Rather than actually purchasing additional coral, there are a few other alternatives of obtaining new coral.  The easiest way is to find someone in your area who is willing to exchange “frags.”  You may be wondering what, exactly a frag is.  Simply put, a frag is a small cutting of newly grown coral removed from its parent colony (i.e. polyp corals) which is then capable of independently forming a new colony.  Branching large polyp stoney (LPS) such as Frog Spawn, Torch, Anchor, ect reproduce by “splitting in two.”  Once this occurs, you will have two separate polyps (sometimes referred to as “heads”) connected to each other by a hard skeleton base.  Under perfect conditions, this will happen quite frequently.  Once two polyps appear to be strong & healthy, the coral can then be removed from the tank & separated from each other apart at the base using anything from pruning shears to common pliers.  You should now have two independent polyps that will soon begin to split once again & it didn’t even cost you anything, other than a little time & effort!  The new polyp can be moved to a different part of your tank, traded with a friend or even sold back to your local fish store.  This example is just one of many ways to propagate your own coral & we’ll leave it at that.

     If you’re more comfortable simply purchasing livestock at your local fish store or online, there are plenty of opportunities to save money.  Keeping an eye out for sales at your local fish store(s) is a great way to save money.  When a store has a high amount of inventory with more livestock on its way,   the store owner will often be forced to have a “fire sale” to make room for the new arrivals.  This often results in some great deals.  One note of caution, the corals that are marked down will usually be the least healthy in stock.  One easy way to prevent purchasing a coral with one foot in the grave is to compare the “marked down” coral that you’re considering with one in another tank that hasn’t been marked down.  A coral marked down 50% isn’t much of a deal if it dies in a few days!  Right?  You will often find “branching corals” (as discussed above) with several healthy live polyps & a few dead ones.  This is the type of deal I look for, but once again, make sure the healthy polyps appear as healthy as those not marked down.  Usually, the sales person will even be willing to remove the dead polyps for you.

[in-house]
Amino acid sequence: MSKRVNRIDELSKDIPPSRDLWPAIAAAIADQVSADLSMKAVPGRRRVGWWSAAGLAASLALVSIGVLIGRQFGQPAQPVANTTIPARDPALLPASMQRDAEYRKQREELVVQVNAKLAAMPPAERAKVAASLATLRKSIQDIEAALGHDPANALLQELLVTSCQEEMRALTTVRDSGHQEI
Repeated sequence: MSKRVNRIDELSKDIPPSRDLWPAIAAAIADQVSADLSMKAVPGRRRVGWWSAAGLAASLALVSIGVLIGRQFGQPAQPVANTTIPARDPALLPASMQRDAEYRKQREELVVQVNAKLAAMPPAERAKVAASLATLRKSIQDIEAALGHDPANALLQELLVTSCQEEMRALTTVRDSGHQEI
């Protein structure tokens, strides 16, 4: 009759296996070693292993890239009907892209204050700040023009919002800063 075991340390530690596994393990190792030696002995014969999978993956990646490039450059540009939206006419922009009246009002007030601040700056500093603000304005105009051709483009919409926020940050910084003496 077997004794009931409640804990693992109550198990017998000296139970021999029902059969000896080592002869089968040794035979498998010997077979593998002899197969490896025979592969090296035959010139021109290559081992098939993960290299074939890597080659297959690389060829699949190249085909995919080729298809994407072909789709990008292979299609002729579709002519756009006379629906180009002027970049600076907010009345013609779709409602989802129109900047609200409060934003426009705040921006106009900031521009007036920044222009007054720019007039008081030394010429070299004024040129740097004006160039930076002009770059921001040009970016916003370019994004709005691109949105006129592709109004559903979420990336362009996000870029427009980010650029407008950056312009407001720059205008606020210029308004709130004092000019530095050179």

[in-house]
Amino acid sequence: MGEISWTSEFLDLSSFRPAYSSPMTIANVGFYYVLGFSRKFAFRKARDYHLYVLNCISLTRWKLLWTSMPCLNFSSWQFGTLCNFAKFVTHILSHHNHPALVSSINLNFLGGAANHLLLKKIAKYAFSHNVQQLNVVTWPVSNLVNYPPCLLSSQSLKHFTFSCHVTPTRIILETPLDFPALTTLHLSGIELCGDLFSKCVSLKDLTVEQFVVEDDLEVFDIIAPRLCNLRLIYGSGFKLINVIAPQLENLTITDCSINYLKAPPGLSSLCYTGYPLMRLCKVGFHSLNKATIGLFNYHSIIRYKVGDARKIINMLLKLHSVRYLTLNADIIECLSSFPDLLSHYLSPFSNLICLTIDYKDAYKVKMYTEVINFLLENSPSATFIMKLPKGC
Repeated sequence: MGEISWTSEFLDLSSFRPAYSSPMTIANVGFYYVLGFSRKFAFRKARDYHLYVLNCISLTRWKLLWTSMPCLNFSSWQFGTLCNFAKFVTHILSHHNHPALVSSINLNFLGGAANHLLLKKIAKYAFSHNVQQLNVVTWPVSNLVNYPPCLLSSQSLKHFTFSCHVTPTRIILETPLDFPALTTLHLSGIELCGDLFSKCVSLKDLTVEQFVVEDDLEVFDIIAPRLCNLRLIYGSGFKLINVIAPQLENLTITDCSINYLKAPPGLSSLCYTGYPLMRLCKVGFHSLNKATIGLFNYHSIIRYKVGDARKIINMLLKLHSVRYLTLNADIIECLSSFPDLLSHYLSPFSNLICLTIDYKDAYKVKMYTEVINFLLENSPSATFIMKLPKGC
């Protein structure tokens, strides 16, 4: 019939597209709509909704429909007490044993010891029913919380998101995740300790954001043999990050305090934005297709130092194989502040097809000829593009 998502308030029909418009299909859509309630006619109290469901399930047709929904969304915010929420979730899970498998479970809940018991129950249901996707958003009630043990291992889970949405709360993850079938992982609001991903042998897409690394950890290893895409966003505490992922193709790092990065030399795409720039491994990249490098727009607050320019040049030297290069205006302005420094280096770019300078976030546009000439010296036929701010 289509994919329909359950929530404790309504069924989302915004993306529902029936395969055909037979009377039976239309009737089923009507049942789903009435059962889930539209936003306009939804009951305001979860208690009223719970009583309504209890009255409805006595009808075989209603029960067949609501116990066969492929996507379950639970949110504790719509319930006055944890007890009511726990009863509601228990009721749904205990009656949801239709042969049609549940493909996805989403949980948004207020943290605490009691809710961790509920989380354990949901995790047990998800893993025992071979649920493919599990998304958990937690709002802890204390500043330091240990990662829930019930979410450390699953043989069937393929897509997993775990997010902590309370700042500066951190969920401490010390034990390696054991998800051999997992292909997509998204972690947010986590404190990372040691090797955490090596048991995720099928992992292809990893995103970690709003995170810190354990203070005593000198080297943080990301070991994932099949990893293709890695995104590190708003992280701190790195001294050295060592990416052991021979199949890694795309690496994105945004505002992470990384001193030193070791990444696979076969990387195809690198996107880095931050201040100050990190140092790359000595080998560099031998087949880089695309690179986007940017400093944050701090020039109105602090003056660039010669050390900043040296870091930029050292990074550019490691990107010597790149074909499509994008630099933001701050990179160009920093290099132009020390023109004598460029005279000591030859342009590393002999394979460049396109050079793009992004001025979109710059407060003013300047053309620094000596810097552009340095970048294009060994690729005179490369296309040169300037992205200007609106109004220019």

“Overstocking” issues also applies to online vendors.  Since you won’t have the luxury of actually choosing a particular specimen, it’s a good idea to monitor your new arrival a big closer than one not on sale.  The good news here is most online vendors offer a “stay alive guarantee” which usually lasts about two weeks.  Most local fish stores do not offer any guarantees on saltwater livestock (at least in my area.)  

     Although there are several ways to keep your reef budget to a minimum, lets face it, you have chosen an expensive hobby.  The best advice I can offer is to make sure you can afford to properly maintain your tank after the initial investment has been made.  Just remember, you tank will be much more visually appealing in a prominent area of your home than in a dusty corner of your garage.